Equal Employment Opportunity Statement:

      University of Washington is an affirmative action and equal opportunity employer. All qualified applicants will receive consideration for employment without regard to race, color, creed, religion, national origin, sex, sexual orientation, marital status, pregnancy, genetic information, gender identity or expression, age, disability, or protected veteran status.

      Commitment to Diversity:

      The University of Washington is committed to building diversity among its faculty, librarian, staff, and student communities, and articulates that commitment in the UW Diversity Blueprint:

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      4/30: Post doc Ohio State University

      The Crane Center for Early Childhood Research and Policy is seeking a post-doctoral scholar to start summer of 2021 for a newly funded study of the influence of speech-language therapists’ talk during therapy sessions on the language growth in children with developmental language disorder (DLD). The study employs state-of-the-art sensing technologies to therapy sessions to derive estimates therapist talk characteristics and statistical methods to measure children’s language growth over time. We seek an applicant with skills in observational methods, quantitative statistics, language transcription, and research dissemination. The position is posted at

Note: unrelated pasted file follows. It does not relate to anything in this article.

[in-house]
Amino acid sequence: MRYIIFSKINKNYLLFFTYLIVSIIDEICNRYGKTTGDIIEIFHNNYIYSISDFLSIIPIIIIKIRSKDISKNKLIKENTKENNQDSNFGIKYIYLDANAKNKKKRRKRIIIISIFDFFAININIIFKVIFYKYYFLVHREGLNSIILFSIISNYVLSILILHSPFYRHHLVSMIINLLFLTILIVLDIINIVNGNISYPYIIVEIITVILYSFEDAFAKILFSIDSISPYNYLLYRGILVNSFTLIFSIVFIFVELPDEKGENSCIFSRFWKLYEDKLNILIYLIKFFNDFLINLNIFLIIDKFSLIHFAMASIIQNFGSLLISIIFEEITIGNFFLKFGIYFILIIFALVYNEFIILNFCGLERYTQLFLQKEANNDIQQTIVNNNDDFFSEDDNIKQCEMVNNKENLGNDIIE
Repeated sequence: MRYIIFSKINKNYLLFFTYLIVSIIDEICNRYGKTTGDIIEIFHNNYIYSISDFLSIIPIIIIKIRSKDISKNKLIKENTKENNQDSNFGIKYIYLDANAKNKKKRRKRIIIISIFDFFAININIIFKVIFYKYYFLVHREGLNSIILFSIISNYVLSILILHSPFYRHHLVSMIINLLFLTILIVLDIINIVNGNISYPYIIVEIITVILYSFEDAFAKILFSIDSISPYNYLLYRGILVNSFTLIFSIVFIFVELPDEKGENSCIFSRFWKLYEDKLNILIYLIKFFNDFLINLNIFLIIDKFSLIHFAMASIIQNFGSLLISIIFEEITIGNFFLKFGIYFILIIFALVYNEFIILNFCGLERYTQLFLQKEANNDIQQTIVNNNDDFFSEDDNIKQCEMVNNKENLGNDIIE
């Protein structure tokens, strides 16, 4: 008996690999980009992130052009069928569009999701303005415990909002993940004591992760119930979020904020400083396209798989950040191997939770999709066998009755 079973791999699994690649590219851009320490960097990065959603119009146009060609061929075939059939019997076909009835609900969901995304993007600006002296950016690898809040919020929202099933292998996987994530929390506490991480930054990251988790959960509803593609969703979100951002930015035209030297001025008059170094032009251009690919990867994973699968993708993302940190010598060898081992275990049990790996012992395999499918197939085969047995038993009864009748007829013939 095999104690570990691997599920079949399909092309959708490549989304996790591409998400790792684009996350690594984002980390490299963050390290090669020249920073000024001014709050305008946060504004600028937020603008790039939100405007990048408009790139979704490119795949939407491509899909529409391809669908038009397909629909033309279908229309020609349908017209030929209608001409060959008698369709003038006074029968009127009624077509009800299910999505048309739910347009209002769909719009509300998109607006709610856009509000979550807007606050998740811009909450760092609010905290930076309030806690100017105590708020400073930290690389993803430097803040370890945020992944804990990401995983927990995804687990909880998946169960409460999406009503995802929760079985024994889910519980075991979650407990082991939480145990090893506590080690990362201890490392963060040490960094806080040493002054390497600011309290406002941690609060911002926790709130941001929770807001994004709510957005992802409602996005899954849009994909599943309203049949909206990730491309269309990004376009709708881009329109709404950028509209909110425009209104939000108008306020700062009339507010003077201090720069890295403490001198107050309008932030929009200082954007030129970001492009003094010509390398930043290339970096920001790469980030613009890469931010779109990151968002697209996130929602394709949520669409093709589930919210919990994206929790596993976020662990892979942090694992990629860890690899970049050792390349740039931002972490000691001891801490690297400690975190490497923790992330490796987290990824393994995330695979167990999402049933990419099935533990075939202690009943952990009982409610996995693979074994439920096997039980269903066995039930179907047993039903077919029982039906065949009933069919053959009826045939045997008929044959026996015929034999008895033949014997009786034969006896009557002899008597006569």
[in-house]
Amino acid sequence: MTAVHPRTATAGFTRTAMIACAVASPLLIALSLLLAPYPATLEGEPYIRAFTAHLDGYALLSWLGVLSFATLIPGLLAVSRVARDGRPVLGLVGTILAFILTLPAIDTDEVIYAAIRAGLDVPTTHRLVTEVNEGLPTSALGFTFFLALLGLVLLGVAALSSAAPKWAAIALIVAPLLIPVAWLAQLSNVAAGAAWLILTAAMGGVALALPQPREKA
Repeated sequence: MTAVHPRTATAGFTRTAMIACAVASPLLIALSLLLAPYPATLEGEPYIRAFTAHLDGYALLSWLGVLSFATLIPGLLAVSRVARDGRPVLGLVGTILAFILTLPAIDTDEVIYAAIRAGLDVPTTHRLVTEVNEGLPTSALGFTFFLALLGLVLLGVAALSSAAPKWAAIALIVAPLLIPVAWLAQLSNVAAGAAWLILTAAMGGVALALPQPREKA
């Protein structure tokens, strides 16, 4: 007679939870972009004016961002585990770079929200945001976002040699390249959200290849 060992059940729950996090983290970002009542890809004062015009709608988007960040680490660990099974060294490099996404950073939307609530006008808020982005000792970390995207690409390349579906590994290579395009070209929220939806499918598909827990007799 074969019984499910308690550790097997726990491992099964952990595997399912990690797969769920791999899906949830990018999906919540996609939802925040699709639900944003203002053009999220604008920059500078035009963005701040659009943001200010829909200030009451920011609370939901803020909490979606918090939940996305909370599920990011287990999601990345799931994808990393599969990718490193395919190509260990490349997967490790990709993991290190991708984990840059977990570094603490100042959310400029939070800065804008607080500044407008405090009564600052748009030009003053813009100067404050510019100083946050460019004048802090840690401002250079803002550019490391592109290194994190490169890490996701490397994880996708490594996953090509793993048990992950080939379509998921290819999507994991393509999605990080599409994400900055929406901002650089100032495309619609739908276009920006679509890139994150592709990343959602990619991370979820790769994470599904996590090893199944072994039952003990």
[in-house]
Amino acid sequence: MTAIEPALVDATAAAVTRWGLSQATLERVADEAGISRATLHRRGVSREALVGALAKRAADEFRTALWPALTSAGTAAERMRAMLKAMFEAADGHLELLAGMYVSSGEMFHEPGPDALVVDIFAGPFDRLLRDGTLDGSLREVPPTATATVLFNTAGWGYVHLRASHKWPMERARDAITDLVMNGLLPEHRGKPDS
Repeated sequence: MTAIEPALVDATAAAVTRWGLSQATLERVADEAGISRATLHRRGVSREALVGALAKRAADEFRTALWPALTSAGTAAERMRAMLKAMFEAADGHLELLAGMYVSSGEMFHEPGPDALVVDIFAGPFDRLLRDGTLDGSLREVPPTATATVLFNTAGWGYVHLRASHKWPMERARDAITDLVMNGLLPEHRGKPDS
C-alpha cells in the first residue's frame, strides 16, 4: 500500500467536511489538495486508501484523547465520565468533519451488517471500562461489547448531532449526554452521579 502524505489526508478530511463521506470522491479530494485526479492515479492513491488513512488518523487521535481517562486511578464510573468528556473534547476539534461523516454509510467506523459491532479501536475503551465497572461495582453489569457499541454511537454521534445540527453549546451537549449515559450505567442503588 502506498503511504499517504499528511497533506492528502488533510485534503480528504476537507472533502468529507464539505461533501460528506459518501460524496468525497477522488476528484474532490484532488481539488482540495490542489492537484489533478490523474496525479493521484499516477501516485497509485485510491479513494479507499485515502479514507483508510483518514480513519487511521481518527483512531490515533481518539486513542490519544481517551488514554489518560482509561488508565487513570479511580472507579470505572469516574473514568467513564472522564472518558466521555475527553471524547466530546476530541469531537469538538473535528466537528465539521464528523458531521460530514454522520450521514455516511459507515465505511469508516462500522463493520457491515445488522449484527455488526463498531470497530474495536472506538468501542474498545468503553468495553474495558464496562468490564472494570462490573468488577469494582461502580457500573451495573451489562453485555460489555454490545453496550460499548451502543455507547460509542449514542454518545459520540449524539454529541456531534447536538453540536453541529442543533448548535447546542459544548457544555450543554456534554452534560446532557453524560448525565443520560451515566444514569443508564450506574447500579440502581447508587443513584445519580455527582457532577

4/28: Postdoc position: Curiosity research at UVA

      Dear Colleagues,

      The University of Virginia is hiring a postdoc to work on two projects exploring how educational experiences support students’ curiosity. Please share with your soon-to-graduate or recent PhD grads interested in studying curiosity! One project looks at early elementary classrooms, the other looks at undergraduate STEM students

      Applicants can submit materials here:

      4/23: Dev Psych T32 postdoc ad

      Applications are now being accepted for a 2-year NICHD T32 post-doctoral research fellowship in
      Developmental Science at the University of Michigan. Pending funding approval, the Developmental
      Area within the Department of Psychology will award one post-doctoral fellowship with a start date in the
      summer or fall of 2021. Please see attached for more information. 


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      4/22: Postdoctoral Fellow position – University of Maryland


      Child Development Lab

      University of Maryland


      The Child Development Laboratory at the University of Maryland, College Park, ( is searching for a postdoctoral fellow to work on ongoing research related to EEG, including methods development and the application of EEG measures to infant and child cognition and the development of psychopathology. The position is open immediately and is for up to two years, with the possibility of an extension depending on grant funding.

      The successful candidate will primarily be responsible for analyzing EEG and ERP data from high density EGI systems, working on the development of new methods for pre-processing and analysis of EEG data, writing scientific papers and participating in the intellectual life of the lab. Other duties will include working with research assistants and graduate and undergraduate students.